Fig. 3
figure 3

Stomatal movements. a Opening and closing of the stomatal pore via the turgor-induced movement of guard cells. b Structural elements linking changes in the volume of guard cells to their bending movements. Circumferentially oriented cellulose microfibrils prevent the guard cells from radially expanding. Polar anchoring at both ends prevents their straight expansion. c Stomatal complex with subsidiary cells. In this system, swelling and shrinking of the guard cells are accompanied by the reciprocal changes in volume of the subsidiary cells. Note that the outer boundary of the stomatal complex is less altered during these movements

In the past decade, many ion channels, transporters, and their regulatory components involved in stomatal movement have been identified in the model plant Arabidopsis thaliana (Fig. 4). The S-type anion channel SLAC1 is a major contributor to rapid stomatal closure (Negi et al. 2008; Vahisalu et al. 2008). In response to abscisic acid (ABA), which mediates drought stress signaling, SLAC1 causes the efflux of intracellular anions, preferentially Cl ions, in vivo (Geiger et al. 2009, 2010, 2011). SLAH3, a channel closely related to SLAC1, also contributes to the ABA-stimulated efflux of NO3− ions (Geiger et al. 2011). Malate efflux is mediated by the R-type anion channel ALMT12 (QUAC1), which is also regulated by ABA signaling (Meyer et al. 2010; Sasaki et al. 2010). The efflux of these anions leads to membrane depolarization, which in turn activates voltage-gated K+ efflux channels such as GORK (Hosy et al. 2003). Consequently, the guard cells discharge intracellular water, thereby reducing the volume of guard cells, resulting in the closure of the stomatal pore (Fig. 3a). In contrast to stomatal closure mediated by passive ion efflux, stomatal opening requires active ion transport into the cells against the concentration and/or membrane potential gradients. These active processes are energized by plasma membrane H+-ATPases (Yamauchi et al. 2016) coupled with various types of ion channels and transporters (Jezek and Blatt 2017). For more detailed information about the effects of ion transport on guard cells, please see (Hedrich 2012; Jezek and Blatt 2017; Saito and Uozumi 2019).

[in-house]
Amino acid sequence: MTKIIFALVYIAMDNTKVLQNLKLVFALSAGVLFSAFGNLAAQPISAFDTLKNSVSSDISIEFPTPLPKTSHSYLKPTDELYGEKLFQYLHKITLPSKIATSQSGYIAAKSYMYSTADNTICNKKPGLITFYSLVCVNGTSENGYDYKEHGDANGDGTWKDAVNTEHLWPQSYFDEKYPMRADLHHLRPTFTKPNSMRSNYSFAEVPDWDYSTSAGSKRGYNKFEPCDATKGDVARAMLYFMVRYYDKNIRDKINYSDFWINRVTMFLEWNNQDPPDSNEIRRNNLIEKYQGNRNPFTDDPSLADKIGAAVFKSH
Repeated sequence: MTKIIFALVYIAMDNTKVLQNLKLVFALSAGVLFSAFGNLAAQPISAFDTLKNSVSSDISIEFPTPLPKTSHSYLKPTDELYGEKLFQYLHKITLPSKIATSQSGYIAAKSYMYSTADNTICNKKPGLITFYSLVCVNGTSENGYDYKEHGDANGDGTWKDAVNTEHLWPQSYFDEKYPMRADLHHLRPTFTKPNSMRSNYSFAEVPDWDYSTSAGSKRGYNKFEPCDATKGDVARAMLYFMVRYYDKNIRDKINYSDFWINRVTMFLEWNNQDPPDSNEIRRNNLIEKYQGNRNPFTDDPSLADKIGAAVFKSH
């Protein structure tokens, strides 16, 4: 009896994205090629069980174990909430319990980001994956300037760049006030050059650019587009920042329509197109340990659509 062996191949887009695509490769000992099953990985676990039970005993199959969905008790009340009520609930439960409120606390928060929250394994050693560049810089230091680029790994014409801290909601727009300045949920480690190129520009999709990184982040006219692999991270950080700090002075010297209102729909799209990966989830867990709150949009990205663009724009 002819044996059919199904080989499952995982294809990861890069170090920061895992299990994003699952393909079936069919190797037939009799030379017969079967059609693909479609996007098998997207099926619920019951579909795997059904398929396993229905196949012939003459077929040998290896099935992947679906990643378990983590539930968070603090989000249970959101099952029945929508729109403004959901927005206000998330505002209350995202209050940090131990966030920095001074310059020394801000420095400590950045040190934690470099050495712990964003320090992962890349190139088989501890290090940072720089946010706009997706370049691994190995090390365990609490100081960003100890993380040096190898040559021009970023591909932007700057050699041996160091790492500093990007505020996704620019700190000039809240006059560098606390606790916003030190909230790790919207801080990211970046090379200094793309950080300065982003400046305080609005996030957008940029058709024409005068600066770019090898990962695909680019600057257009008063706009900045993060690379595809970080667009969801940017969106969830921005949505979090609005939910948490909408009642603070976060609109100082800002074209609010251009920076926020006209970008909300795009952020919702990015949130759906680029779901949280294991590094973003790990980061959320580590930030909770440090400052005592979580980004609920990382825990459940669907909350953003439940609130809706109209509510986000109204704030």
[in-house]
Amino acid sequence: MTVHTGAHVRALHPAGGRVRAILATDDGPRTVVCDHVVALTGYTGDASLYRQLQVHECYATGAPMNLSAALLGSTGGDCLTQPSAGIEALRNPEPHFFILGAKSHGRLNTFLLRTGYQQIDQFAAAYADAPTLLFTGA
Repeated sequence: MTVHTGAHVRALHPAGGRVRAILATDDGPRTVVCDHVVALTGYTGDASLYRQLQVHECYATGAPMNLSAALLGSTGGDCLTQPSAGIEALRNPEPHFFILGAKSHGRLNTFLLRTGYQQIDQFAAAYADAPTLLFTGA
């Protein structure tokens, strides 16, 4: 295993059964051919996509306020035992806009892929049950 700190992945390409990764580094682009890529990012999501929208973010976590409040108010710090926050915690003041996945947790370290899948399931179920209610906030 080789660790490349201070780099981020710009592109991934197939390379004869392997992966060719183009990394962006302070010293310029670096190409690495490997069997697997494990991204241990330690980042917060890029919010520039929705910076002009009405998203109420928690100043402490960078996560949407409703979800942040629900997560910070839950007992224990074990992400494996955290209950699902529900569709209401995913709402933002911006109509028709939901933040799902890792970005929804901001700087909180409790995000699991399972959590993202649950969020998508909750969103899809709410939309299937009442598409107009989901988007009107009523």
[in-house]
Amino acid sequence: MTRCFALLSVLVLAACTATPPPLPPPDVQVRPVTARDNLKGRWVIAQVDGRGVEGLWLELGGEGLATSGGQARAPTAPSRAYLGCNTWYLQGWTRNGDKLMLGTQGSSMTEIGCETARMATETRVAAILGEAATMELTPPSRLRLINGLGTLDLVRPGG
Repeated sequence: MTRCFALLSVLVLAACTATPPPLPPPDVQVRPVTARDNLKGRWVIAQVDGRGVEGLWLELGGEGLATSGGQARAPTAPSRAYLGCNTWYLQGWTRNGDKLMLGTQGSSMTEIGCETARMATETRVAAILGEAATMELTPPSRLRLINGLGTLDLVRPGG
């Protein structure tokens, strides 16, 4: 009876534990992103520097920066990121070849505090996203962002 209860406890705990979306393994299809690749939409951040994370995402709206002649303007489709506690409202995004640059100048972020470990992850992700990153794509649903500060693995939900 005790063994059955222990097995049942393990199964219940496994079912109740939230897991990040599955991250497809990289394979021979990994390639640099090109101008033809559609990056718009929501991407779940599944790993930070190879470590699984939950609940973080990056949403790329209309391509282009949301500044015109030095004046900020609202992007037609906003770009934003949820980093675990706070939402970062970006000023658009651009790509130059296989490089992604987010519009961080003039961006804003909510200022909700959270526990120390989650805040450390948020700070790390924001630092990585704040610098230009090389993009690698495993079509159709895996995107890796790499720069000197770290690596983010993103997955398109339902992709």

Fig. 4
figure 4

Ion channels responsible for stomatal closure in A. thaliana. Representative ions that permeate the channels are also indicated. Electrochemical gradients of ions before stomatal closure are energized by the proton gradient produced by H+-ATPases in combination with the activities of various transporters